Film Review: Ravenous (1999)

Into the Dark: Film Review - Ravenous (1999)

It’d be easy to write off Ravenous as a bungled misfire, but if it is one, it sure is an interesting one. The end result is a pitch-black comedy about cannibalism set in 1847 at a remote outpost in the Sierra Nevadas. The tone of the film is hard for some to swallow (how punny), but from the opening quotation (“Eat me. – Anonymous”) and quirky plucking of Michael Nyman and Damon Albarn’s score, you should know precisely how to take this deranged little movie.

Director Antonia Bird (who replaced another director 2 weeks into shooting) makes an interesting brew of her odd ingredients — polished production design and wardrobe worthy of a Merchant Ivory flick, a fine cast headlined by Guy Pierce, Robert Carlyle, and Jeffrey Jones, a screenplay that takes its cues from The Third Man, and one of the most bizarre and interesting musical scores of the past few decades. Bird proves especially adept at building suspense, especially in a protracted cave scene where our heroes make a grisly discovery that forever changes their lives… and ends a few.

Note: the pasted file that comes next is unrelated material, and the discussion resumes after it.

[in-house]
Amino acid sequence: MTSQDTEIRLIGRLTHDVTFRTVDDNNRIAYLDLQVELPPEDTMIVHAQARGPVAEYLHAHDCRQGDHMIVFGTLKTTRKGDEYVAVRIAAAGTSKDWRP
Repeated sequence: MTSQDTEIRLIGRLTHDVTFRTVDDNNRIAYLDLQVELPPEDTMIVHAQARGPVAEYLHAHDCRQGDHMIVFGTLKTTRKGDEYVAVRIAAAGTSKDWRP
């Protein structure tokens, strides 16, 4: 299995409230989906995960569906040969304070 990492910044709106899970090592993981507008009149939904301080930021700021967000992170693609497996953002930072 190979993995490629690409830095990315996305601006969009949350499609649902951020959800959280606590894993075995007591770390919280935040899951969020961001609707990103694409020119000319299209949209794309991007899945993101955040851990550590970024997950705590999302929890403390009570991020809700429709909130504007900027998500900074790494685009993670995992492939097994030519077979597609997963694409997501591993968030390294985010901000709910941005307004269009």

Even though the film dips a toe in broad comedy, there are some legitimately suspenseful and horrifying moments, as well as a good twist or two — all in all, a beguiling blend.  Bon appétit!

Rating: 4/5 ★★★★☆ 


About Scott_S

Scott studied film and sociology at Indiana University and is currently the video producer for a large publishing company. He is the director of several independent films, including "House of Hope," "Off the Beaten Path," "The Day Joe Left," and "Found." For more about Scott, visit Scott is also one of the principal organizers of the Dark Carnival Film Festival. (

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